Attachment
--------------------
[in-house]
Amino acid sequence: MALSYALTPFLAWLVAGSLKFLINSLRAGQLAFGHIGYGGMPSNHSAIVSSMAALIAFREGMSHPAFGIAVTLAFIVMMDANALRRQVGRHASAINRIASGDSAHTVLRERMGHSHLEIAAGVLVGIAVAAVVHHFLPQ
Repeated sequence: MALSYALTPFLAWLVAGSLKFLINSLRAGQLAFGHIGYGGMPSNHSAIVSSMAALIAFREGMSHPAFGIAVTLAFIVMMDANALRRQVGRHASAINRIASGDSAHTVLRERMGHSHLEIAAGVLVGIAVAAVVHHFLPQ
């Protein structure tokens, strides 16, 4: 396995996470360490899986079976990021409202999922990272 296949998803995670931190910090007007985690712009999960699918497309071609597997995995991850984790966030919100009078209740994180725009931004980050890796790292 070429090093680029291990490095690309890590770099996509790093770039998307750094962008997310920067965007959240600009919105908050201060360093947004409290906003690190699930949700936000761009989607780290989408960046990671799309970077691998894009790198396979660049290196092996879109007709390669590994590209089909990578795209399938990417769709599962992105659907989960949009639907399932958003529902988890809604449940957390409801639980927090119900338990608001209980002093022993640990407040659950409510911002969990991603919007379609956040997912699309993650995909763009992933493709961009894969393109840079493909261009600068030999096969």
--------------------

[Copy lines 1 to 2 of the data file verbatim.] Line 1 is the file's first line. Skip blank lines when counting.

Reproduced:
[in-house]
Amino acid sequence: MALSYALTPFLAWLVAGSLKFLINSLRAGQLAFGHIGYGGMPSNHSAIVSSMAALIAFREGMSHPAFGIAVTLAFIVMMDANALRRQVGRHASAINRIASGDSAHTVLRERMGHSHLEIAAGVLVGIAVAAVVHHFLPQ